Earthquake graph
A second earthquake has hit Cornwall in a week - leaving residents a little shaken by the minor tremor.

The British Geological Survey confirmed a signal at 12.04pm between Falmouth and Helston.

The data is now due to be analysed to determine its strength.

Kim Kimber, who lives near Falmouth, said: "Initially thought it might be thunder but there was not enough cloud. It felt wrong too.

"The whole house shook and the windows were rattling. I felt the vibration through the floor.

"If we lived near a quarry I might have thought they were blasting but nearest live quarry is a couple of miles away."

Last week, an earlier earthquake struck parts of Cornwall - sending a low rumble through houses around the area.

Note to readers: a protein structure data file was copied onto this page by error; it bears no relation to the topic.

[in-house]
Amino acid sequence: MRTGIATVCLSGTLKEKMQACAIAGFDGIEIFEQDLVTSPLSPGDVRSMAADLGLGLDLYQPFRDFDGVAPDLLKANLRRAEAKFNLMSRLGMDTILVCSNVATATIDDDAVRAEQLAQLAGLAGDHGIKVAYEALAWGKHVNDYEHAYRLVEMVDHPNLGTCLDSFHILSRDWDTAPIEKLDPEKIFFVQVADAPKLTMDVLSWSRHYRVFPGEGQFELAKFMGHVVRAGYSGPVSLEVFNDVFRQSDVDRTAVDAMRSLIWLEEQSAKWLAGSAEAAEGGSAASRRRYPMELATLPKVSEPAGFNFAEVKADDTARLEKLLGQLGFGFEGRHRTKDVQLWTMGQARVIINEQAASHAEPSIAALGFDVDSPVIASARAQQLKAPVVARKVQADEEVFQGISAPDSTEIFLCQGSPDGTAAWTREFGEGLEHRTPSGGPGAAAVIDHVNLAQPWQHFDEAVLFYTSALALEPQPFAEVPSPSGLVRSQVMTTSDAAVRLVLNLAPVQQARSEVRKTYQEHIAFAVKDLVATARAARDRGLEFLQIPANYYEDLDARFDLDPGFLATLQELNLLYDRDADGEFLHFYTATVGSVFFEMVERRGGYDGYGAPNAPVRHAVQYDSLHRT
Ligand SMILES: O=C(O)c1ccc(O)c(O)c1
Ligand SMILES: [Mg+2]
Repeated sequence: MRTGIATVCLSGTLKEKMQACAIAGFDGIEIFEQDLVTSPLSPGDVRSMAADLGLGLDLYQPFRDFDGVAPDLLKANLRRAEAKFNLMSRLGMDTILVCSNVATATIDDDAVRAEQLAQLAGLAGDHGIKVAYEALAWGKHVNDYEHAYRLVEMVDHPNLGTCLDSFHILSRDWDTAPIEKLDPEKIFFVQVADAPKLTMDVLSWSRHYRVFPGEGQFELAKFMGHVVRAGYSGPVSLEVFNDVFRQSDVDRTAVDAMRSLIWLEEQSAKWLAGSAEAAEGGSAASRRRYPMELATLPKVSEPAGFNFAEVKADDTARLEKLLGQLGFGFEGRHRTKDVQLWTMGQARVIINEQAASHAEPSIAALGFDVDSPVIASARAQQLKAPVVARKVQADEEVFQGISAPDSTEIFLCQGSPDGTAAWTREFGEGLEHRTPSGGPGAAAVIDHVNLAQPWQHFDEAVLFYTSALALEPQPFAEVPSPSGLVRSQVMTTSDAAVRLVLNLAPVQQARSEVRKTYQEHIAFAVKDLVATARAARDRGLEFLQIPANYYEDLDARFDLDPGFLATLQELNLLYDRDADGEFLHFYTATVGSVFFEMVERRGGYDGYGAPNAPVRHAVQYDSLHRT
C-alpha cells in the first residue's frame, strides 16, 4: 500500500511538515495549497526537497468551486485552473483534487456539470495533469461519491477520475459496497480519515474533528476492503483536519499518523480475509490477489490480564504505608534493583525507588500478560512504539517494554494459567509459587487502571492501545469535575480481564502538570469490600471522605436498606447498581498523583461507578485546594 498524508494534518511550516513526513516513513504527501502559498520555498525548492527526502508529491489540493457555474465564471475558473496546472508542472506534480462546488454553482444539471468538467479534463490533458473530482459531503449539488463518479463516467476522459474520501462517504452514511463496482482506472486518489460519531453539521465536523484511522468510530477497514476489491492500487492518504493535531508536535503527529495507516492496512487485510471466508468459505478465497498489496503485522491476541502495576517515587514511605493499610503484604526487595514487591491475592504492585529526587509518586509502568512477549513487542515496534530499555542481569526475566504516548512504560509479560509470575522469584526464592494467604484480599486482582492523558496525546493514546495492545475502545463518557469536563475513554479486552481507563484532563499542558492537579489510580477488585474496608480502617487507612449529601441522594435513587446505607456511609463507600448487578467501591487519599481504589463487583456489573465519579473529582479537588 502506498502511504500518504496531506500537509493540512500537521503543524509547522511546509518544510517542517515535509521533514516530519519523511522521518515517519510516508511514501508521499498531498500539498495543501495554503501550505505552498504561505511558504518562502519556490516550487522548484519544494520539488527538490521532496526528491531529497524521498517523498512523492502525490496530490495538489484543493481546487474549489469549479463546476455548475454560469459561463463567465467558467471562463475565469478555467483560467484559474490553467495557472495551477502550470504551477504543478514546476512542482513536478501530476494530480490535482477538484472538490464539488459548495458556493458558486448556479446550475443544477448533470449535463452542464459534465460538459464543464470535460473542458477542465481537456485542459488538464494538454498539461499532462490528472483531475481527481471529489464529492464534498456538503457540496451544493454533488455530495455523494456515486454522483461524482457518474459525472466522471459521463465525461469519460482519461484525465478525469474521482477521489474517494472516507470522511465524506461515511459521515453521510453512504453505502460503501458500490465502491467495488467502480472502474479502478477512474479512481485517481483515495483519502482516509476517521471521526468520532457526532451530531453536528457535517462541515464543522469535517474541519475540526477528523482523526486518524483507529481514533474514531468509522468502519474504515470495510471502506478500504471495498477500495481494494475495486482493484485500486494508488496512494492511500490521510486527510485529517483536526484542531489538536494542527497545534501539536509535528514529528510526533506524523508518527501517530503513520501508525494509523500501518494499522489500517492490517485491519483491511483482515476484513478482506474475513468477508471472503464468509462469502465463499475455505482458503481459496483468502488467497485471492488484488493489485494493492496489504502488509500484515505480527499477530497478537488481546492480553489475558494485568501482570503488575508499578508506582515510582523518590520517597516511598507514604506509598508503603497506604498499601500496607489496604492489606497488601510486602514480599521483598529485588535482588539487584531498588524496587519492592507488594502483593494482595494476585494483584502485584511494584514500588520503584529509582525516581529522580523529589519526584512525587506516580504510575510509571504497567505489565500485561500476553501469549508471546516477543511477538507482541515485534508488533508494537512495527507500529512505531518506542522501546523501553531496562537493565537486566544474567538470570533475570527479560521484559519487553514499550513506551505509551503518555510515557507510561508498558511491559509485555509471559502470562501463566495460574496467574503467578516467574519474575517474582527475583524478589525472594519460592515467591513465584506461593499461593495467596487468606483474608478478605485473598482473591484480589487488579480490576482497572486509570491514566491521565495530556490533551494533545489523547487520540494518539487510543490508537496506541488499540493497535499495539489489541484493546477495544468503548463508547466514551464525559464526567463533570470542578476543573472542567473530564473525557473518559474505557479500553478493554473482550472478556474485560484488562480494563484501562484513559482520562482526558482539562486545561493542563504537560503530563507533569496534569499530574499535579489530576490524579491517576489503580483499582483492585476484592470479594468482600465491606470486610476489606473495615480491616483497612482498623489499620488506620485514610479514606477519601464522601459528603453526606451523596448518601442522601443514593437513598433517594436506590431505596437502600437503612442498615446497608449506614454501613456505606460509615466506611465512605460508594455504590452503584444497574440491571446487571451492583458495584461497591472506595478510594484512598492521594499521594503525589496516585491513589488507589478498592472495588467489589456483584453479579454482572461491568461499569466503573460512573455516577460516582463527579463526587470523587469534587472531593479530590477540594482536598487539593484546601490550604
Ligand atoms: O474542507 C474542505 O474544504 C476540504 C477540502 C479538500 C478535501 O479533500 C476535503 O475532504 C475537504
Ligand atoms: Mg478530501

But far from any fears of a major seismic shift, perhaps splitting Cornwall from the rest of mainland Britain, the quake measured only 0.8 on the Richter Scale.

Seismographs may have started scratching out a recording of the tremor, but a slight shock of this magnitude is known as a microearthquake, so minor that they are often not even felt except by specialist sensitive equipment.

Some residents in the area around Penryn in Cornwall - which was recorded as the epicentre by the British Geological Survey and private sites such as the Newquay Weather Station - reported the low rumble sound and slight ripples of shaking in their homes but the magnitude of the earthquake was too minor to cause any significant damage or concerns.

The earthquake struck the area around Penryn at 11.28pm on Wednesday night.

There have been minor tremors recorded in the UK in the past, with one of the biggest in 2008 when the highest magnitude quake recorded in 25 years hit parts of Newcastle, Yorkshire, Cumbria and the Midlands, measuring a 5.2 magnitude with an epicentre in Lincolnshire.